Ventilation distribution in the lung periphery measured by inert gas washout : influence of increased gravity, anti-G suit pressure, body posture, and breathing pattern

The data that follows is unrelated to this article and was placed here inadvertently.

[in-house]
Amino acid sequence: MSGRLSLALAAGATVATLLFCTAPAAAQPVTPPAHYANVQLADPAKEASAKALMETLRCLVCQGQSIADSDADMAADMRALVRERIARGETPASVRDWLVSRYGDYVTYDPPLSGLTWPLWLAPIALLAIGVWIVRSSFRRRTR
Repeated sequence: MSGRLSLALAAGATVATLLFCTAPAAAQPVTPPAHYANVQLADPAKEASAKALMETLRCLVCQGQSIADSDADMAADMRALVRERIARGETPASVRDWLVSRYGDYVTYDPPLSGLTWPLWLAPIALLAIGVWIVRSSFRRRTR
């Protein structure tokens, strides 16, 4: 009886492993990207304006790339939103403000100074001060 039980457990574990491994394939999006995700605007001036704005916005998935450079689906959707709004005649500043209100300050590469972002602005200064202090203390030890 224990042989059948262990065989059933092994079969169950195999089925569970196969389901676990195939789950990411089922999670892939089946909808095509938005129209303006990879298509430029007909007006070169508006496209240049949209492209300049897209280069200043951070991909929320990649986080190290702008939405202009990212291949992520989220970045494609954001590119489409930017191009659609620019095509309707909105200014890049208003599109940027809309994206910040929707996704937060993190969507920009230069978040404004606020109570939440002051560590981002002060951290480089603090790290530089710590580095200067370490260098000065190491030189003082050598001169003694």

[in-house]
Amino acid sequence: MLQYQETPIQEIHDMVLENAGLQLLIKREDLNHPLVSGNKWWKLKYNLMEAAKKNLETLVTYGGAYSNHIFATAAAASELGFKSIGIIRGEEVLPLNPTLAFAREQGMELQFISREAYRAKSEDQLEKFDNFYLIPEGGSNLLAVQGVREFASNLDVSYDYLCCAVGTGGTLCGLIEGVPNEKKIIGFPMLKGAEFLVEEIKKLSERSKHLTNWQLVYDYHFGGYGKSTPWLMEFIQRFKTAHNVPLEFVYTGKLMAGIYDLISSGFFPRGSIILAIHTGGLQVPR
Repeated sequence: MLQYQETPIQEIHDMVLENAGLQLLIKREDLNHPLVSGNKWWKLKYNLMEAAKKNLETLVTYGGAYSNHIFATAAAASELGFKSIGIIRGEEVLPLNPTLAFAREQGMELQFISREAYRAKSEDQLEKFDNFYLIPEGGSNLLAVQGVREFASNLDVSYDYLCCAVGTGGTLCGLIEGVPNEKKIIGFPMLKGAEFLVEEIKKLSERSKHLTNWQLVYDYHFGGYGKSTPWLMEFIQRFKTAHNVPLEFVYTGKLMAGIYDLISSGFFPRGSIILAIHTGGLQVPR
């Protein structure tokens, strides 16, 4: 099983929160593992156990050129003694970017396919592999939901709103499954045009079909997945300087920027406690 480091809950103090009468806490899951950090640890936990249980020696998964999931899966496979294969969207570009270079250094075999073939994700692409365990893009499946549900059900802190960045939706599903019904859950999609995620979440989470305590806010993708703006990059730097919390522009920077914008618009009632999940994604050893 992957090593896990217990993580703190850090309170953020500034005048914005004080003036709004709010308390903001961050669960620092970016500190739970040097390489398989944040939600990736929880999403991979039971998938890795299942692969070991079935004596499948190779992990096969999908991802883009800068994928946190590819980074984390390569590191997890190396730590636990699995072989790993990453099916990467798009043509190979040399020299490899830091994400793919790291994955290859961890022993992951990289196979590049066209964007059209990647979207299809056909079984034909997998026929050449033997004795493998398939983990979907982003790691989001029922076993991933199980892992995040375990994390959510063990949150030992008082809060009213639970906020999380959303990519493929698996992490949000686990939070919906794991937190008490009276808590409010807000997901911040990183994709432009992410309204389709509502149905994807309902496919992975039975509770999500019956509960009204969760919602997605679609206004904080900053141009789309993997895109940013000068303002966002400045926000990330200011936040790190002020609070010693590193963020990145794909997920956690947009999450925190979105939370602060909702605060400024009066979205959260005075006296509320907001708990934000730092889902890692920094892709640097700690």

Abstract: The lung is highly sensitive to forces of gravity and acceleration, and to surrounding pressures. This thesis aimed to assess the effects on ventilation distribution in peripheral lung units when changing the direction or magnitude of the gravitational vector and when compressing the lower body half with an anti-G suit (AGS). The studies were performed on healthy adult male volunteers. Vital capacity single-breath washout (VC SBW) and tidal multiple-breath washout (MBW) tests were performed using two inert gases with widely differing diffusivities (SF6 and He). Lung volumes (VC and FRC; functional residual capacity) were measured and gas trapping was estimated from three VC breaths taken after the MBW. New analytical methods were used allowing separation of ventilation inhomogeneity into aspects resulting from differences in specific ventilation between parallel units joined at branch points proximal to the gas exchange zone (convective dependent inhomogeneity; cdi), and those caused by interaction between diffusion and convection due to geometrical asymmetries at the entrance to or within the acinus (diffusion-convection interaction dependent inhomogeneity; dedi).Study I and II assessed the changes occurring when assuming the supine posture from standing and the effects of changing tidal volume (VT). VC SBW showed a marked increase of the SF6 and He phase III slopes, which are indices reflecting overall ventilation inhomogeneity, by approximately 50% when supine, whilst the (SF6-He) phase III slope difference, a marker of intraacinar inhomogeneity, did not change with posture. A 10s breathhold (BH) reduced both SF6 and He slopes significantly by one-third in both postures. Marginal, but statistically significant, reductions in the (SF6-He) phase III slope differences were seen after supine BH. When tidal breathing, supine position was followed by a 24% reduction in FRC. Analysis of the progression of concentration normalized phase III slopes during MBW (SnIII analysis) in supine disclosed greater cdi, while dedi or the (SF6-He) slope difference did not change. Larger VT reduced dcdi in both postures, while cdi increased when supine.Study I and II show that transition to the supine posture leads to greater inhomogeneity between regions joined at branch points proximal to the gas exchange zone (cdi), some of it arising close to the zone (intraregional cdi). Ventilation distribution within the gas exchange zone is not changed, however. In the supine posture larger VT produce increased interregional inhomogeneity.Study III and IV assessed how increased gravity and pressurization of an AGS affect ventilation distribution in peripheral lung units, lung volumes, and gas trapping. Increased gravity in the head-to-foot (+Gz) direction up to +3Gz reduced VC modestly (5%) and increased the VC SBW phase III slopes by 42-63%, while the (SF6-He) slope difference did not change. Inflating an AGS to 12 kPa did not further increase the SF6 and He phase III slopes, but increased the (SF6-He) slope difference. FRC increased significantly by 14% in +3Gz. MBW disclosed moderate increases in gas trapping, cdi, dcdi and (SF6-He) slope difference in hypergravity. Pressurizing the AGS up to 12 kPa provoked large FRC reductions and marked gas trapping, particularly in +3Gz. While cdi decreased after inflating the AGS in + 3Gz, dcdi increased.Study III and IV show that hypergravity produces increased inhomogeneity of ventilation distribution between parallel regions joined at branch points located well proximal to the gas exchange zone, both at large and small breaths, and also within small lung units during tidal breathing. Inflating an AGS produces gas trapping which becomes extensive in hypergravity, and as a result interregional differences appear to decrease, while inhomogeneity increases in the gas exchange zone of ventilated units, possibly due to mechanical deformation.The studies confirm and extend previous knowledge about the effects of gravity on the lung and demonstrate that the AGS produces marked gas trapping, even in modest hypergravity. The methods used appear to be more sensitive than previous methods for detecting changes in ventilation distribution in the lung periphery.
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